My post was something of an attempt to elucidate "actual facts" as opposed to "it doesn't necessarily ...". No it doesn't. Provide something better. I'm not real good with evasive tactics on engineering questions: that is, not real good with  "I don't have any actual facts but yours may, or may not be, accurate reflections of something I think I think I know". Whew.

 

 

I think your portrayal, including quotation marks, of what several of us are saying is disingenuous at best and sarcastic condescension at worst.  That was not what was said.  If it has been pointed out that the average of the last year of use of any steam is a misleading metric, but you don't agree, OK.  But to imply we are just spouting philosophy is wrong .  If I could find the metrics that would shed more light on this I would.  You have thrown out numbers, but you fail to source them so that others could share.

"Whew" indeed!

Schlimm, we've had our differences, but you're now being introduced to Michael.   I can honestly say that you'll soon find out that you're wasting your time.

"By many measures, the U.S. freight rail system is the safest, most efficient and cost effective in the world." - Federal Railroad Administration, October, 2009. I'm just your average, everyday, uncivilized howling "anti-government" critic of mass government expenditures for "High Speed Rail" in the US. And I'm gosh darn proud of that.
  • Member since
    April, 2005
  • From: Nanaimo BC Canada
  • 4,075 posts
Posted by nanaimo73 on Tuesday, September 07, 2010 10:46 AM

N&W was late in the game, if you look at it from the other end. They started to dieselize in 1955, one of the last US Class 1s to do so.

Dale
  • Member since
    December, 2006
  • 1,125 posts
Posted by YoHo1975 on Tuesday, September 07, 2010 4:13 PM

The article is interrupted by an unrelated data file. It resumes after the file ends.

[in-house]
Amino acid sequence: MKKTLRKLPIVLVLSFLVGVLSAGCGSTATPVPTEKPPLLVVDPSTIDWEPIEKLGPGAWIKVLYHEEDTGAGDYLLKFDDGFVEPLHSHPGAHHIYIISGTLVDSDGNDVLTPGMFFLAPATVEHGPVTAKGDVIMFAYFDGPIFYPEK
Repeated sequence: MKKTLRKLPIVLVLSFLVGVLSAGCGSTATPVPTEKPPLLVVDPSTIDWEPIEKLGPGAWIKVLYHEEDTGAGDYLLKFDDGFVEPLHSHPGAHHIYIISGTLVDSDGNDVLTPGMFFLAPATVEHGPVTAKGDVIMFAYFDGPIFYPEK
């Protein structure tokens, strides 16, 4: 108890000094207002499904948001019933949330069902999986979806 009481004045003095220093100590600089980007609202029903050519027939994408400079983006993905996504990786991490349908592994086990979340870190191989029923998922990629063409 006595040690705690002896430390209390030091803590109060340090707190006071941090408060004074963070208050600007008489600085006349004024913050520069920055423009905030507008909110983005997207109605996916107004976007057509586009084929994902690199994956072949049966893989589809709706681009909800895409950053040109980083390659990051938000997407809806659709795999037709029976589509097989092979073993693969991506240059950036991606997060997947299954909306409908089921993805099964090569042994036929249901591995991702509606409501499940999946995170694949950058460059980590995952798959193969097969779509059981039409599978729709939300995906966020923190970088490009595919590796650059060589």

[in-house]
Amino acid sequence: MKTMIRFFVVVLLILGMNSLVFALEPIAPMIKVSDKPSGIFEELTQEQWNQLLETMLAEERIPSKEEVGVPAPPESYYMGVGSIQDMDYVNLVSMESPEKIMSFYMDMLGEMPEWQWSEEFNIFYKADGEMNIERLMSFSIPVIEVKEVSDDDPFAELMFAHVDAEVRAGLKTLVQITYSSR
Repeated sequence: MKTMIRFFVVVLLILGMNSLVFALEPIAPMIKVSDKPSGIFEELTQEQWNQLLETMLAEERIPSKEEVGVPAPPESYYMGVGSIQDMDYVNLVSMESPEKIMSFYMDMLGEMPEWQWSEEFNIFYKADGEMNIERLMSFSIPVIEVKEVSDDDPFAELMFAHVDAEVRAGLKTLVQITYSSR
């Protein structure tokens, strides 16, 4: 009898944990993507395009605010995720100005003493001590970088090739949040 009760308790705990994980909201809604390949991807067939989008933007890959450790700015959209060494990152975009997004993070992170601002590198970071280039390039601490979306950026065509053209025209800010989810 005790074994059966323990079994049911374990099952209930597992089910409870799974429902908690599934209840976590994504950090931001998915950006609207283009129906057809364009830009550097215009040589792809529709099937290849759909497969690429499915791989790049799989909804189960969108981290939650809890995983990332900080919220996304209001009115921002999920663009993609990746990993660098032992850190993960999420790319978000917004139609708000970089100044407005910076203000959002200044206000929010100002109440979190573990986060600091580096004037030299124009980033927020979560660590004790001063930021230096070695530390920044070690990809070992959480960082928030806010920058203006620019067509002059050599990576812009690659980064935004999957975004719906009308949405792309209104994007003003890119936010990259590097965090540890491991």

A lot of Western Roads, such as Santa Fe were dealing often with other issues like bad water and water treatment costs that certainly made early dieselization practical. Which makes it even harder to pin down anything with regards to the initial question posed in this thread.

Since the cost of moving freight with Steam was unequal across the industry, the value of switching and when to switch was also unequal.  

  • Member since
    May, 2003
  • From: US
  • 1,623 posts
Posted by PNWRMNM on Tuesday, September 07, 2010 5:09 PM

Perhaps another approach is to look at who bought early, say FTs and why.  As YoHo mentioned ATSF went for them for bad water districts.  NP went early for its mountains.  Contrary to what  others have said the NP was not everywhere running on poor coal.  Roslyn Washington coal was good coal.  Their Montana coal was not high quality but it was very cheap and worked fine with large fireboxes.  That coal is why NP had first in the nation 2-8-2s and 4-8-4s.  GN got FTs for Marias Pass and because they had very little modern steam power.  SR was early but I do not know why.  O&W, then broke, bought a few IIRC probably due to old steam power and reasonable financing.  This is not a complete list but it illustrative.

In contrast SP and UP, then relatively prosperous, did not get any FT units.

Mac

  • Member since
    July, 2006
  • 5,548 posts
Posted by schlimm on Tuesday, September 07, 2010 8:36 PM

IC:  Your selective use of quotations and ellipses appears to be a deliberate attempt to distort what others have said, followed by a comment.  For example:

schlimm:

As Murphy Siding and I have noted, the pace of dieselization may be more useful in determining the effect of dieselization on profitability.  Even then, it ignores the overall economic climate and management competence, as the study I cited shows.

Your edited quotation of schlimm and your subsequent comment:

schlimm:

  As Murphy Siding and I have noted, the pace of dieselization ... [omission] ignores the overall economic climate and management competence, as the study I cited shows.

Admittedly, I cannot follow where you guys are going with this. If the "pace of dieselization" is, as a profitability factor, subordinate [never said that] to economic climate and management competence [your words, not mine], then I gather that the premise is that profitability was dependent on the economic climate and management competence rather than dieselization per se. [again, this is your conclusion]

Nice use of ellipses to distort the statement!   Make your argument, whatever that is, but do not alter the substance of others' words.  The whole point was and is that there were multiple factors in operation, simultaneously.  You seem to have an issue with anything besides dichotomous arguments.